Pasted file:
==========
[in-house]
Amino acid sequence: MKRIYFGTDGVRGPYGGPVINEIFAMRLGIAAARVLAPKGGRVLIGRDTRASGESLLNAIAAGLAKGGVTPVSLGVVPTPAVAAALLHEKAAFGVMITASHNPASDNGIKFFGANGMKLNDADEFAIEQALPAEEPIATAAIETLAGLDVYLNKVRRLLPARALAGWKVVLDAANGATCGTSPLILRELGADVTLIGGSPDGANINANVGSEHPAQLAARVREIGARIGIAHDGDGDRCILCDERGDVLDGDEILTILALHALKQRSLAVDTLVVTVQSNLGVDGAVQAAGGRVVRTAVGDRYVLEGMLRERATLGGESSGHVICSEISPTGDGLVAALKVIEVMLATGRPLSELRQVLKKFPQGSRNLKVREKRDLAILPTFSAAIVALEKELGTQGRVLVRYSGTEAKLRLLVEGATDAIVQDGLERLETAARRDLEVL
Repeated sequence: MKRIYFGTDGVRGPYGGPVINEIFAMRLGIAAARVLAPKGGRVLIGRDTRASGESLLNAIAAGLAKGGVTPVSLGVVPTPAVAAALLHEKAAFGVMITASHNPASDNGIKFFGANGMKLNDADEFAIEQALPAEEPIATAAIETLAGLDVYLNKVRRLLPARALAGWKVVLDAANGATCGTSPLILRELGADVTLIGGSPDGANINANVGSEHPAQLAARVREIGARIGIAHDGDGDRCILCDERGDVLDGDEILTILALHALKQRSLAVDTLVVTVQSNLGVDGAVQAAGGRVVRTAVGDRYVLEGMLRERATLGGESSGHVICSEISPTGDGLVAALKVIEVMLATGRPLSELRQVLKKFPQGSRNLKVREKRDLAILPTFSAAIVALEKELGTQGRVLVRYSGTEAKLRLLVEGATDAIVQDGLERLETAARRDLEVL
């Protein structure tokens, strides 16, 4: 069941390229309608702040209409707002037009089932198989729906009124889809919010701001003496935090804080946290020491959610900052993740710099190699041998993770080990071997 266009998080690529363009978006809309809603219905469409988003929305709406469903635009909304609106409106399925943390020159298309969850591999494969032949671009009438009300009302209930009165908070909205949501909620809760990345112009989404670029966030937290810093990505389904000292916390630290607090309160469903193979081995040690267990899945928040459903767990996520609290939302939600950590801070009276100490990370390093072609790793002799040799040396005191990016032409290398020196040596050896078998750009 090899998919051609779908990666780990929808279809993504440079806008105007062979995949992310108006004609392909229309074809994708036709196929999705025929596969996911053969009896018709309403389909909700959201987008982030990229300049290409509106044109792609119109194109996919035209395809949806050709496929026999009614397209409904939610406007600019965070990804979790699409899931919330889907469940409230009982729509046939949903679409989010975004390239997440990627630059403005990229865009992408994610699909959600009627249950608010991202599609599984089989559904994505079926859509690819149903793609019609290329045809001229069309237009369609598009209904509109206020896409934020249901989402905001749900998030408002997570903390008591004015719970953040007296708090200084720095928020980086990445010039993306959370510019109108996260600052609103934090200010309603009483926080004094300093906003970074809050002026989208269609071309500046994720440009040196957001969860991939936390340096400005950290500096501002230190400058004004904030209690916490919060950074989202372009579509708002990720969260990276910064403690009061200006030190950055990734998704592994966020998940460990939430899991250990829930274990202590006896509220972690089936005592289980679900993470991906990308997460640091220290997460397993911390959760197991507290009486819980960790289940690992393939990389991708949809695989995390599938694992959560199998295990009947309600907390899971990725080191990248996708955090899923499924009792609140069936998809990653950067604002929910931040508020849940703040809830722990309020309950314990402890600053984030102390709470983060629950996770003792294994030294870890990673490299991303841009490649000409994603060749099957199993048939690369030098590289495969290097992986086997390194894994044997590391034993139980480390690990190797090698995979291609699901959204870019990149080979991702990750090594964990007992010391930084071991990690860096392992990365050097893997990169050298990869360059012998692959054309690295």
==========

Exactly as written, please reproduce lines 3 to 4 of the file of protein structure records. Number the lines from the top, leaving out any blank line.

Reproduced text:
Repeated sequence: MKRIYFGTDGVRGPYGGPVINEIFAMRLGIAAARVLAPKGGRVLIGRDTRASGESLLNAIAAGLAKGGVTPVSLGVVPTPAVAAALLHEKAAFGVMITASHNPASDNGIKFFGANGMKLNDADEFAIEQALPAEEPIATAAIETLAGLDVYLNKVRRLLPARALAGWKVVLDAANGATCGTSPLILRELGADVTLIGGSPDGANINANVGSEHPAQLAARVREIGARIGIAHDGDGDRCILCDERGDVLDGDEILTILALHALKQRSLAVDTLVVTVQSNLGVDGAVQAAGGRVVRTAVGDRYVLEGMLRERATLGGESSGHVICSEISPTGDGLVAALKVIEVMLATGRPLSELRQVLKKFPQGSRNLKVREKRDLAILPTFSAAIVALEKELGTQGRVLVRYSGTEAKLRLLVEGATDAIVQDGLERLETAARRDLEVL
């Protein structure tokens, strides 16, 4: 069941390229309608702040209409707002037009089932198989729906009124889809919010701001003496935090804080946290020491959610900052993740710099190699041998993770080990071997 266009998080690529363009978006809309809603219905469409988003929305709406469903635009909304609106409106399925943390020159298309969850591999494969032949671009009438009300009302209930009165908070909205949501909620809760990345112009989404670029966030937290810093990505389904000292916390630290607090309160469903193979081995040690267990899945928040459903767990996520609290939302939600950590801070009276100490990370390093072609790793002799040799040396005191990016032409290398020196040596050896078998750009 090899998919051609779908990666780990929808279809993504440079806008105007062979995949992310108006004609392909229309074809994708036709196929999705025929596969996911053969009896018709309403389909909700959201987008982030990229300049290409509106044109792609119109194109996919035209395809949806050709496929026999009614397209409904939610406007600019965070990804979790699409899931919330889907469940409230009982729509046939949903679409989010975004390239997440990627630059403005990229865009992408994610699909959600009627249950608010991202599609599984089989559904994505079926859509690819149903793609019609290329045809001229069309237009369609598009209904509109206020896409934020249901989402905001749900998030408002997570903390008591004015719970953040007296708090200084720095928020980086990445010039993306959370510019109108996260600052609103934090200010309603009483926080004094300093906003970074809050002026989208269609071309500046994720440009040196957001969860991939936390340096400005950290500096501002230190400058004004904030209690916490919060950074989202372009579509708002990720969260990276910064403690009061200006030190950055990734998704592994966020998940460990939430899991250990829930274990202590006896509220972690089936005592289980679900993470991906990308997460640091220290997460397993911390959760197991507290009486819980960790289940690992393939990389991708949809695989995390599938694992959560199998295990009947309600907390899971990725080191990248996708955090899923499924009792609140069936998809990653950067604002929910931040508020849940703040809830722990309020309950314990402890600053984030102390709470983060629950996770003792294994030294870890990673490299991303841009490649000409994603060749099957199993048939690369030098590289495969290097992986086997390194894994044997590391034993139980480390690990190797090698995979291609699901959204870019990149080979991702990750090594964990007992010391930084071991990690860096392992990365050097893997990169050298990869360059012998692959054309690295």